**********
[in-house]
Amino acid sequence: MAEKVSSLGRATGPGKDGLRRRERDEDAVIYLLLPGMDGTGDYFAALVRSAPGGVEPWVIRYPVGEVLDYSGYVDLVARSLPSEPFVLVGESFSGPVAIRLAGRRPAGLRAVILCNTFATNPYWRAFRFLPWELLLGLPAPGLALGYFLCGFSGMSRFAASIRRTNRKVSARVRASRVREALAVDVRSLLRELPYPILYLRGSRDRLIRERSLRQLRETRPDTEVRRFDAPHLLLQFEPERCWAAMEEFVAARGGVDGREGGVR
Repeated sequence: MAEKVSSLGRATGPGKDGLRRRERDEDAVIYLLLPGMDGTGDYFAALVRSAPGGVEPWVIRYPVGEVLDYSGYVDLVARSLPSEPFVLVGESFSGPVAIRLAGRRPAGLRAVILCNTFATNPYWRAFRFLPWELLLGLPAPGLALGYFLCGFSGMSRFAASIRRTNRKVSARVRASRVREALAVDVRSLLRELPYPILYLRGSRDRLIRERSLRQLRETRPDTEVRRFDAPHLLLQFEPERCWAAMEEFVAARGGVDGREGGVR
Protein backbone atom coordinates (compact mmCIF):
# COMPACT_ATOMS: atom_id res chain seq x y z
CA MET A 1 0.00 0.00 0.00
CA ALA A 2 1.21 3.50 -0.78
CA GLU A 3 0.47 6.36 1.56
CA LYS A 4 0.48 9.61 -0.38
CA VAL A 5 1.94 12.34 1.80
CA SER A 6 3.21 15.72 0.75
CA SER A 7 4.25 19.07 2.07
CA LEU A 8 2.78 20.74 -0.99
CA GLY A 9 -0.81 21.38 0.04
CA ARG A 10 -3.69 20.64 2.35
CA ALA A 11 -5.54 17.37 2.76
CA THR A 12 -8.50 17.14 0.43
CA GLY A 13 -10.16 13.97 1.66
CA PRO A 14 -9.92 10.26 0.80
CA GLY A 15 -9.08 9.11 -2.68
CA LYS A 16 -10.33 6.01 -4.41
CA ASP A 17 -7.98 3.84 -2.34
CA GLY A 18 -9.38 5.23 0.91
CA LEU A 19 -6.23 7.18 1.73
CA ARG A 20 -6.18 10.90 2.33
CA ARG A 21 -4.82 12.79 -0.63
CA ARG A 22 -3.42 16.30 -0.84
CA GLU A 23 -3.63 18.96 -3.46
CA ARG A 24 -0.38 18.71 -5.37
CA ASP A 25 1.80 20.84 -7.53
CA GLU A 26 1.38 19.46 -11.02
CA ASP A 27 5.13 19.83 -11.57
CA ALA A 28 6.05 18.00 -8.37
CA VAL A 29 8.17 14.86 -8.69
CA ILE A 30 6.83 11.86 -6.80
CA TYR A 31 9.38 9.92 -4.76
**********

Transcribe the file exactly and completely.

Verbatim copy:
[in-house]
Amino acid sequence: MAEKVSSLGRATGPGKDGLRRRERDEDAVIYLLLPGMDGTGDYFAALVRSAPGGVEPWVIRYPVGEVLDYSGYVDLVARSLPSEPFVLVGESFSGPVAIRLAGRRPAGLRAVILCNTFATNPYWRAFRFLPWELLLGLPAPGLALGYFLCGFSGMSRFAASIRRTNRKVSARVRASRVREALAVDVRSLLRELPYPILYLRGSRDRLIRERSLRQLRETRPDTEVRRFDAPHLLLQFEPERCWAAMEEFVAARGGVDGREGGVR
Repeated sequence: MAEKVSSLGRATGPGKDGLRRRERDEDAVIYLLLPGMDGTGDYFAALVRSAPGGVEPWVIRYPVGEVLDYSGYVDLVARSLPSEPFVLVGESFSGPVAIRLAGRRPAGLRAVILCNTFATNPYWRAFRFLPWELLLGLPAPGLALGYFLCGFSGMSRFAASIRRTNRKVSARVRASRVREALAVDVRSLLRELPYPILYLRGSRDRLIRERSLRQLRETRPDTEVRRFDAPHLLLQFEPERCWAAMEEFVAARGGVDGREGGVR
Protein backbone atom coordinates (compact mmCIF):
# COMPACT_ATOMS: atom_id res chain seq x y z
CA MET A 1 0.00 0.00 0.00
CA ALA A 2 1.21 3.50 -0.78
CA GLU A 3 0.47 6.36 1.56
CA LYS A 4 0.48 9.61 -0.38
CA VAL A 5 1.94 12.34 1.80
CA SER A 6 3.21 15.72 0.75
CA SER A 7 4.25 19.07 2.07
CA LEU A 8 2.78 20.74 -0.99
CA GLY A 9 -0.81 21.38 0.04
CA ARG A 10 -3.69 20.64 2.35
CA ALA A 11 -5.54 17.37 2.76
CA THR A 12 -8.50 17.14 0.43
CA GLY A 13 -10.16 13.97 1.66
CA PRO A 14 -9.92 10.26 0.80
CA GLY A 15 -9.08 9.11 -2.68
CA LYS A 16 -10.33 6.01 -4.41
CA ASP A 17 -7.98 3.84 -2.34
CA GLY A 18 -9.38 5.23 0.91
CA LEU A 19 -6.23 7.18 1.73
CA ARG A 20 -6.18 10.90 2.33
CA ARG A 21 -4.82 12.79 -0.63
CA ARG A 22 -3.42 16.30 -0.84
CA GLU A 23 -3.63 18.96 -3.46
CA ARG A 24 -0.38 18.71 -5.37
CA ASP A 25 1.80 20.84 -7.53
CA GLU A 26 1.38 19.46 -11.02
CA ASP A 27 5.13 19.83 -11.57
CA ALA A 28 6.05 18.00 -8.37
CA VAL A 29 8.17 14.86 -8.69
CA ILE A 30 6.83 11.86 -6.80
CA TYR A 31 9.38 9.92 -4.76